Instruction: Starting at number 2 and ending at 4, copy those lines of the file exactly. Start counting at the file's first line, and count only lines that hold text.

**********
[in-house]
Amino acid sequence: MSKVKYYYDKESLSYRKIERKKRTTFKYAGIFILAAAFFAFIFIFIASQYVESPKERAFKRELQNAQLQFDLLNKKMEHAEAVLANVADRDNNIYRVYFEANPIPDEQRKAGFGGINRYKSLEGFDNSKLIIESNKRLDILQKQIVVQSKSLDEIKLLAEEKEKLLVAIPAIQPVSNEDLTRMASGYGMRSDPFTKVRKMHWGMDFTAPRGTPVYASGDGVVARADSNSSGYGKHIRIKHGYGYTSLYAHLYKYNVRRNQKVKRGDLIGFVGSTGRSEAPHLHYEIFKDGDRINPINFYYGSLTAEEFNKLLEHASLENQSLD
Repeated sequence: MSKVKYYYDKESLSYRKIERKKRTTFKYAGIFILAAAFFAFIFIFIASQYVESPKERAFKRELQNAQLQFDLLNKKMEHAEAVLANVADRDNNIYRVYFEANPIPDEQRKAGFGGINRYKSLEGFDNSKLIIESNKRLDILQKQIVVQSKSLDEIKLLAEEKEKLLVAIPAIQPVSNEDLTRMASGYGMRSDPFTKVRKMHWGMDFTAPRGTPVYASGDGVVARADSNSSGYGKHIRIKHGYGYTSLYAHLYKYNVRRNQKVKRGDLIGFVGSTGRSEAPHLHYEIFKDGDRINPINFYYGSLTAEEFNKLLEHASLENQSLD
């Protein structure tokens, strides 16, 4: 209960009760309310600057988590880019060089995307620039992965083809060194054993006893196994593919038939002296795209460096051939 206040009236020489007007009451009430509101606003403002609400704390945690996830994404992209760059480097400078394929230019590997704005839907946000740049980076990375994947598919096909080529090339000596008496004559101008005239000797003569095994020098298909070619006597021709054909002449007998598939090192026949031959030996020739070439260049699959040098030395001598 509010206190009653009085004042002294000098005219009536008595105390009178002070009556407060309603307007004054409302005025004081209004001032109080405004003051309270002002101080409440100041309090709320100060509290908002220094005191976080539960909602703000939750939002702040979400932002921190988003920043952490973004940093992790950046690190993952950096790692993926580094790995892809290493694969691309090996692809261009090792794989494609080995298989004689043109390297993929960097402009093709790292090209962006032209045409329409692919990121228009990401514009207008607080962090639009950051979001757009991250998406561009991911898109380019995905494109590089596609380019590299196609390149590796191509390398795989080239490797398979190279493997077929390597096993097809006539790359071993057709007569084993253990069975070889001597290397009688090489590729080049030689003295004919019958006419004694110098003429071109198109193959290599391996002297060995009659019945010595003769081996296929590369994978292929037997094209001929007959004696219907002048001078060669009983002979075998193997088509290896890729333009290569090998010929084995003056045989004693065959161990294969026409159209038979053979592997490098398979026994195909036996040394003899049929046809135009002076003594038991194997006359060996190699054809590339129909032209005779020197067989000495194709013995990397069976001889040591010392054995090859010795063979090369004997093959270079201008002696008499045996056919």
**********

Amino acid sequence: MSKVKYYYDKESLSYRKIERKKRTTFKYAGIFILAAAFFAFIFIFIASQYVESPKERAFKRELQNAQLQFDLLNKKMEHAEAVLANVADRDNNIYRVYFEANPIPDEQRKAGFGGINRYKSLEGFDNSKLIIESNKRLDILQKQIVVQSKSLDEIKLLAEEKEKLLVAIPAIQPVSNEDLTRMASGYGMRSDPFTKVRKMHWGMDFTAPRGTPVYASGDGVVARADSNSSGYGKHIRIKHGYGYTSLYAHLYKYNVRRNQKVKRGDLIGFVGSTGRSEAPHLHYEIFKDGDRINPINFYYGSLTAEEFNKLLEHASLENQSLD
Repeated sequence: MSKVKYYYDKESLSYRKIERKKRTTFKYAGIFILAAAFFAFIFIFIASQYVESPKERAFKRELQNAQLQFDLLNKKMEHAEAVLANVADRDNNIYRVYFEANPIPDEQRKAGFGGINRYKSLEGFDNSKLIIESNKRLDILQKQIVVQSKSLDEIKLLAEEKEKLLVAIPAIQPVSNEDLTRMASGYGMRSDPFTKVRKMHWGMDFTAPRGTPVYASGDGVVARADSNSSGYGKHIRIKHGYGYTSLYAHLYKYNVRRNQKVKRGDLIGFVGSTGRSEAPHLHYEIFKDGDRINPINFYYGSLTAEEFNKLLEHASLENQSLD
């Protein structure tokens, strides 16, 4: 209960009760309310600057988590880019060089995307620039992965083809060194054993006893196994593919038939002296795209460096051939 206040009236020489007007009451009430509101606003403002609400704390945690996830994404992209760059480097400078394929230019590997704005839907946000740049980076990375994947598919096909080529090339000596008496004559101008005239000797003569095994020098298909070619006597021709054909002449007998598939090192026949031959030996020739070439260049699959040098030395001598 509010206190009653009085004042002294000098005219009536008595105390009178002070009556407060309603307007004054409302005025004081209004001032109080405004003051309270002002101080409440100041309090709320100060509290908002220094005191976080539960909602703000939750939002702040979400932002921190988003920043952490973004940093992790950046690190993952950096790692993926580094790995892809290493694969691309090996692809261009090792794989494609080995298989004689043109390297993929960097402009093709790292090209962006032209045409329409692919990121228009990401514009207008607080962090639009950051979001757009991250998406561009991911898109380019995905494109590089596609380019590299196609390149590796191509390398795989080239490797398979190279493997077929390597096993097809006539790359071993057709007569084993253990069975070889001597290397009688090489590729080049030689003295004919019958006419004694110098003429071109198109193959290599391996002297060995009659019945010595003769081996296929590369994978292929037997094209001929007959004696219907002048001078060669009983002979075998193997088509290896890729333009290569090998010929084995003056045989004693065959161990294969026409159209038979053979592997490098398979026994195909036996040394003899049929046809135009002076003594038991194997006359060996190699054809590339129909032209005779020197067989000495194709013995990397069976001889040591010392054995090859010795063979090369004997093959270079201008002696008499045996056919």